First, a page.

Igor Haefeli: I’ve grown up listening to electronic music. In Neuchâtel, the small city where I’m from, there was more of that than live gigs. I listened to that and Radiohead, Sigur Rós, those kinds of things. I’m interested in texture and atmosphere.

Remi Aguilella: I grew up playing a lot of jazz and classical music. Those elements probably influenced my playing most.

Elena: I’ve always followed the more singer-songwriter style, especially when I was younger. I used to listen a lot to Bob Dylan, Neil Young, David Bowie, James Taylor—loads of people that had a strong poetic way of writing. Now I’m getting more inspired by ambient, electronic music. 

Your own lyrics tend to be quite bleak. Do you see that changing ever?
Elena: The moments I find inspiring are kind of bleak. I don’t think I’ve ever found that level of happiness where I’ve thought, “Oh, I want to write about it.” Unless I massively cheer up or find something else as inspiring, I don’t know. Maybe, for my sanity’s sake.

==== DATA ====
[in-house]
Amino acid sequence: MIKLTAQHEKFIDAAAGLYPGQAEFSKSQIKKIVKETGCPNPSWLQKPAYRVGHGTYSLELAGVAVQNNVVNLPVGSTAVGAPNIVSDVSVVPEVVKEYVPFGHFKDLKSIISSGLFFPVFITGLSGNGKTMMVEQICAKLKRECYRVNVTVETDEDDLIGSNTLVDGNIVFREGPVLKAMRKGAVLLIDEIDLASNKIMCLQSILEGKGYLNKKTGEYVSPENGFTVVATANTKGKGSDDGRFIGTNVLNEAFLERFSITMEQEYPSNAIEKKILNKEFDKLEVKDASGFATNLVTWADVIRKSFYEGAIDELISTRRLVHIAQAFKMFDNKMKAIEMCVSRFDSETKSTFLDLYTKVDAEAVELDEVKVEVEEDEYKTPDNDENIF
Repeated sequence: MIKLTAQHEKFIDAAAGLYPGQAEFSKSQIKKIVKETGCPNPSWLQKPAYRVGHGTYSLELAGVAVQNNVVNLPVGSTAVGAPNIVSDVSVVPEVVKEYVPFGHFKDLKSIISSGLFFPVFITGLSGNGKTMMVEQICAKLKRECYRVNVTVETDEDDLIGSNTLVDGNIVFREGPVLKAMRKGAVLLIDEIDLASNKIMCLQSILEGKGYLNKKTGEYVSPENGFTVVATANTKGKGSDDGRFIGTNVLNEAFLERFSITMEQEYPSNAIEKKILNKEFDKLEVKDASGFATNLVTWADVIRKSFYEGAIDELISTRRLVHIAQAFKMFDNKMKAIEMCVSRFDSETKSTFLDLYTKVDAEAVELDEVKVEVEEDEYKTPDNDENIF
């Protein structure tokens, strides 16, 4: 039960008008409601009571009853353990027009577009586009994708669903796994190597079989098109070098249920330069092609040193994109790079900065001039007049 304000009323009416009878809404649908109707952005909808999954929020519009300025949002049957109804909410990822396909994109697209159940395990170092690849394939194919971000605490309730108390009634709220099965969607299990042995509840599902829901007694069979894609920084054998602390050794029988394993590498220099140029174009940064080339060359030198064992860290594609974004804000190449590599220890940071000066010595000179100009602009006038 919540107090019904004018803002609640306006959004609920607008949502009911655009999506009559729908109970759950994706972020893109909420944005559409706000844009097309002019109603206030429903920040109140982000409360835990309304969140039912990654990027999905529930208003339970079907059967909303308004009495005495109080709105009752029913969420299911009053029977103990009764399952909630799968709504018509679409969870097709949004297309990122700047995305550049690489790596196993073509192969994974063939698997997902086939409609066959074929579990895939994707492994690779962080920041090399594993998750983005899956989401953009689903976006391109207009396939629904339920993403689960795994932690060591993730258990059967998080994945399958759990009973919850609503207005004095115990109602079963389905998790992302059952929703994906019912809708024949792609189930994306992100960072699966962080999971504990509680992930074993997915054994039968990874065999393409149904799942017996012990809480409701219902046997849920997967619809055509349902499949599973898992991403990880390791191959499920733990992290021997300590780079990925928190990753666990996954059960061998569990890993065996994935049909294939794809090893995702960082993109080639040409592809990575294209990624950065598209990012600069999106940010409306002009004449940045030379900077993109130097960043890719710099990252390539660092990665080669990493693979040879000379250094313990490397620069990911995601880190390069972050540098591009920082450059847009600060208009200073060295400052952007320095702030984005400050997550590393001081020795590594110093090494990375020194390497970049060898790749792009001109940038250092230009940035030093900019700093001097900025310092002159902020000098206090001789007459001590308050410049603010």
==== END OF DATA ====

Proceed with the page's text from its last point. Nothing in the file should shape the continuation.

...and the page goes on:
Many of your songs are quite intimate. How does that translate to the live stage?
Remi: There’s been a good evolution. We went from playing really small shows in small venues, to bigger stages supporting other bands to festivals. Gradually playing to slightly bigger crowds helped us have an idea of how we want to play our songs live. If we’d gone straight to open-air stages, it would’ve been very scary.

Igor: We want what Elena’s saying to come across, so when we play much smaller rooms we’re also stripping things back. As the venues have gotten bigger, we’ve expanded our sound. Now we’ve got a fourth musician (Luke Saunders, 21) touring with. It’s been a constant progression.

Any preference for festivals or smaller shows?
Elena: Not really. Festivals have a kind of looseness. You don’t really get a sound check; it’s a bit disorganized and kind of stressful. But they have a sense of freedom; you don’t really know what’s going to happen.

Remi: The crowd is different as well. When you play a headline show, the crowd knows you a bit more. They’re more attentive.